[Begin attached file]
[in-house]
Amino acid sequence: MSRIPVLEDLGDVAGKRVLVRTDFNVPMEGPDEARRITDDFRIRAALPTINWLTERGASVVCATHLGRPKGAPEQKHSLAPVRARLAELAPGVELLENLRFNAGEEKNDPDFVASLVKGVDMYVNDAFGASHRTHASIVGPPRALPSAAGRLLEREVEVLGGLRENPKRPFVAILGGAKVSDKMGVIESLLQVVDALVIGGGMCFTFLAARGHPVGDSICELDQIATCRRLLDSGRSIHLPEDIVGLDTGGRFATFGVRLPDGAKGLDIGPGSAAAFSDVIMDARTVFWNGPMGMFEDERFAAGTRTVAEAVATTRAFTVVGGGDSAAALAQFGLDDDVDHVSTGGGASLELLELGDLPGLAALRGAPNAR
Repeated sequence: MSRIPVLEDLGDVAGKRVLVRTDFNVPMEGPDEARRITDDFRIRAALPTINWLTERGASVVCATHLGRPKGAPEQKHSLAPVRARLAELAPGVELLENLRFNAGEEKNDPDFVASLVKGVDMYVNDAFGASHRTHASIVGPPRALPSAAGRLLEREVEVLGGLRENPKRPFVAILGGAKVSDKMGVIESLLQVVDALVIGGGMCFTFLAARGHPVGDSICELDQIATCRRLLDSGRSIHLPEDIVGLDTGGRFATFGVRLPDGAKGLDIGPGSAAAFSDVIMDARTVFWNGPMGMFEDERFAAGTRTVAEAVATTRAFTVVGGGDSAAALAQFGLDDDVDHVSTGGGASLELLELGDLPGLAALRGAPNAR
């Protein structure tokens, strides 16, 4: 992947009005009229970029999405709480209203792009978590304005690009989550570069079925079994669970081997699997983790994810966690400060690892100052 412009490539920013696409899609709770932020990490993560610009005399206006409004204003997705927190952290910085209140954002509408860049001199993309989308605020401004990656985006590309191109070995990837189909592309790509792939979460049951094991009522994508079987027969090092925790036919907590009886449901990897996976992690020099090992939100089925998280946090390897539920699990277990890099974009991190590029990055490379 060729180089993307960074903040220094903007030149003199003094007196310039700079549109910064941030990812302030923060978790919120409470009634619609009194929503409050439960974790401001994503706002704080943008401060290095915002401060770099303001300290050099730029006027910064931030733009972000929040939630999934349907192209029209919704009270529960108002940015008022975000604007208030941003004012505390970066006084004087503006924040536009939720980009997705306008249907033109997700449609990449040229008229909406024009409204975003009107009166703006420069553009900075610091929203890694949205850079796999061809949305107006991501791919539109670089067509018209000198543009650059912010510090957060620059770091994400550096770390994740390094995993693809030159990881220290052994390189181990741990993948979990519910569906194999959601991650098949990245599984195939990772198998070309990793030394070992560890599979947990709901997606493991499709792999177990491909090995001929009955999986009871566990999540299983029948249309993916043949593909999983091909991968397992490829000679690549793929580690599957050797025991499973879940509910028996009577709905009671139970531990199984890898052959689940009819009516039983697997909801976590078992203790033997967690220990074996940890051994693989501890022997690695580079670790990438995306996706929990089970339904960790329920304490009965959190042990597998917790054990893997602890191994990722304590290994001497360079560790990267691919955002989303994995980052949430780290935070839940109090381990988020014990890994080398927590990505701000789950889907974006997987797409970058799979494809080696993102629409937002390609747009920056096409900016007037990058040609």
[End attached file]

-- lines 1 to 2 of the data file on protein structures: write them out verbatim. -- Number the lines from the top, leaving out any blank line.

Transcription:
[in-house]
Amino acid sequence: MSRIPVLEDLGDVAGKRVLVRTDFNVPMEGPDEARRITDDFRIRAALPTINWLTERGASVVCATHLGRPKGAPEQKHSLAPVRARLAELAPGVELLENLRFNAGEEKNDPDFVASLVKGVDMYVNDAFGASHRTHASIVGPPRALPSAAGRLLEREVEVLGGLRENPKRPFVAILGGAKVSDKMGVIESLLQVVDALVIGGGMCFTFLAARGHPVGDSICELDQIATCRRLLDSGRSIHLPEDIVGLDTGGRFATFGVRLPDGAKGLDIGPGSAAAFSDVIMDARTVFWNGPMGMFEDERFAAGTRTVAEAVATTRAFTVVGGGDSAAALAQFGLDDDVDHVSTGGGASLELLELGDLPGLAALRGAPNAR